He came to raise funds for a local memorial wall to the Holocaust, but former President Clinton ended up running afoul of some 200 protesters incensed by his failure to prevent ethnic cleansing in Rwanda in 1994.
Gerald Caplan, who participated in an international panel that investigated the Rwandan genocide, wrote a blistering Op-Ed in Toronto’s Globe and Mail newspaper several days before Clinton participated in Monday’s event sponsored by the Canadian Society for Yad Vashem. The commentary accused Canadian Jewish groups of not doing enough to stop the massacres in Rwanda.
” ‘Never again,’ it seems, applies only to the Jewish genocide,” Caplan wrote. “Rwandans apparently don’t count.”
While most of the international community failed to take action in Rwanda, the protestors blamed Clinton for failing to prevent the genocide in Rwanda. Hutu militias in Rwanda killed at least 500,000 Tutsis and moderate members of their own tribe in 1994.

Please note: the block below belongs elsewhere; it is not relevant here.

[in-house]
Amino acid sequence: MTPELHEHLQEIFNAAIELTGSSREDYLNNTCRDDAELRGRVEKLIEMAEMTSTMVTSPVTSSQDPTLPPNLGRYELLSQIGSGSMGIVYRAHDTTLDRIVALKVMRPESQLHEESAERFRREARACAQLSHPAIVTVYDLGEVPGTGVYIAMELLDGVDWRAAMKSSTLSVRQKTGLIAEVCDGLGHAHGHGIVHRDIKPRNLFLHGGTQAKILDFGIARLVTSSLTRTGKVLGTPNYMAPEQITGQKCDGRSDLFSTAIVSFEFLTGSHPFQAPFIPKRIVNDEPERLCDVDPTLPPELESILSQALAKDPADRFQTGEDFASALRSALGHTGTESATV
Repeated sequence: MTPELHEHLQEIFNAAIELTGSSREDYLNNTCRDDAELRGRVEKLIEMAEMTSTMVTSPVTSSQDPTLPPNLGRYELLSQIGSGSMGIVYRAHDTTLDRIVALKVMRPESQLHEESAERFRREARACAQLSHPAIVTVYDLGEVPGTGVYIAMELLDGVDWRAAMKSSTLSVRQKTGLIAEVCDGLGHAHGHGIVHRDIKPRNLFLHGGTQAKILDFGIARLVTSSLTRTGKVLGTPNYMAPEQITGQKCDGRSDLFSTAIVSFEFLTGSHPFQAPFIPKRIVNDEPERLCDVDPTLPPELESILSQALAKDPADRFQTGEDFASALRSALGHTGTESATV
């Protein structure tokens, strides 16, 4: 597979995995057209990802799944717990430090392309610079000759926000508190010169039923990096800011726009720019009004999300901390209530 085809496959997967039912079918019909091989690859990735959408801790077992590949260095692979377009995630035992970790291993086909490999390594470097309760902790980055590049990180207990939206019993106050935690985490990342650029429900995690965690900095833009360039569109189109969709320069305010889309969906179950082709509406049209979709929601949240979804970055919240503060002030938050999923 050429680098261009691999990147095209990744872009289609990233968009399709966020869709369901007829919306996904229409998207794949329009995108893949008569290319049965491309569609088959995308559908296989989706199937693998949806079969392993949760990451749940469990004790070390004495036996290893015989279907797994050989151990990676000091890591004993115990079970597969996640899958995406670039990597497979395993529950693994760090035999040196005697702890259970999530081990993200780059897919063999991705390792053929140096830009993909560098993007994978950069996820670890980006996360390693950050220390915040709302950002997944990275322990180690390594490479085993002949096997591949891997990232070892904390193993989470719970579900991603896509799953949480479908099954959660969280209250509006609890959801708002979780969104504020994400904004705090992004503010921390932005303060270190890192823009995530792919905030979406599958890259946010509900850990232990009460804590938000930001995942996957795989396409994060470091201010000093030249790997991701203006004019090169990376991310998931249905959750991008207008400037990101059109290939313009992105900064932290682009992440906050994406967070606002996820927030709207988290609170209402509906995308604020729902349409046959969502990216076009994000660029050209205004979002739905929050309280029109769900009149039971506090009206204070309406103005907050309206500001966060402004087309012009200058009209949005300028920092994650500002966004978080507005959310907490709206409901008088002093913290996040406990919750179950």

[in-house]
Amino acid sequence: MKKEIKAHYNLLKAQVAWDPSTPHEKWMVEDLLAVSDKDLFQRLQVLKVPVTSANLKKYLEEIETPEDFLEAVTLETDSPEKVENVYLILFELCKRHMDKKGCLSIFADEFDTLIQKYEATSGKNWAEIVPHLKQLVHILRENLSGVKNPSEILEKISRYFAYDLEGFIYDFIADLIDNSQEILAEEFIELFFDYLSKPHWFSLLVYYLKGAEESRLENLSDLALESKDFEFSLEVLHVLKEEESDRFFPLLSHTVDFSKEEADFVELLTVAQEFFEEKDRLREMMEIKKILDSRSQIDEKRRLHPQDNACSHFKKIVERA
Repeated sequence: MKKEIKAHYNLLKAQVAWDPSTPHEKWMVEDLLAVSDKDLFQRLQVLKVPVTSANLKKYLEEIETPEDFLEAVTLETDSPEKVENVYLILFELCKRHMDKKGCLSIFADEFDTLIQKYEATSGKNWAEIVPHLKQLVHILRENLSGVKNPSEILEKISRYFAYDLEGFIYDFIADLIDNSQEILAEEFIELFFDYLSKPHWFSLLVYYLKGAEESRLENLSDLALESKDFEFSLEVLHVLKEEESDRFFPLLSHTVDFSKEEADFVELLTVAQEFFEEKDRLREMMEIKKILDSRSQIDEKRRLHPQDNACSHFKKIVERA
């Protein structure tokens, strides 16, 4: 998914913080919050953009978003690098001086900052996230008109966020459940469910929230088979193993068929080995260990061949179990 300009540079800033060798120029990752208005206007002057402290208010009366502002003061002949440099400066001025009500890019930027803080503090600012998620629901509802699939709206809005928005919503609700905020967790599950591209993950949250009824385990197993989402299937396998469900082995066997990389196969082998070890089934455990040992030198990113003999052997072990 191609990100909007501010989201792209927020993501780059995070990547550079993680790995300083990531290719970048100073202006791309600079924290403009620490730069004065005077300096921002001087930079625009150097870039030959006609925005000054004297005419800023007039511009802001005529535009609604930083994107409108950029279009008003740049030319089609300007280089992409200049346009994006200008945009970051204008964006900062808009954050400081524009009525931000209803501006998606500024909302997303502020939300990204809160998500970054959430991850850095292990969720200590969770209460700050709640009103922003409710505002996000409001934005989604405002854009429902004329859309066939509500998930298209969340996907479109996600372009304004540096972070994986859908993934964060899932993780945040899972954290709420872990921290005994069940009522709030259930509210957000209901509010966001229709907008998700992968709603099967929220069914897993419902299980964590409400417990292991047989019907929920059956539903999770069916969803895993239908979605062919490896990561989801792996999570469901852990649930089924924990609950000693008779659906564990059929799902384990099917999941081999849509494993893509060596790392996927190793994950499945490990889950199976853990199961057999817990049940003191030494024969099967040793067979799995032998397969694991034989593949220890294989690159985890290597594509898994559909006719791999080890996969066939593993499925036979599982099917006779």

The protestors also said it was inappropriate for the Jewish group to host Clinton.
The executive director of the Yad Vashem Society reacted with some sympathy for the protesters, but did not apologize for the event.
“We feel that what happened in Rwanda was very tragic,” Marilyn Somers said. “We understand” the protesters’ “feelings, and we are very upset that we’ve upset another community.”
Somers added that Clinton was chosen as a speaker “because of his familiarity with Yad Vashem and all that Yad Vashem stands for, because he’s been to Yad Vashem in Jerusalem and, obviously, because of his affinity for Israel.”
The eight black granite panels of the Holocaust memorial wall arrived recently from Italy, and stone masons have started engraving the names of victims as supplied from Holocaust survivors across Canada, Somers said.
“Every major city in Canada is represented, wherever survivors live,” Somers said. “There’s obviously a need for the wall. There was no other single place in Canada where the names were being collected.”
The society expects to unveil the Holocaust memorial wall in late September.
The Archive of the Jewish Telegraphic Agency includes articles published from 1923 to 2008. Archive stories reflect the journalistic standards and practices of the time they were published.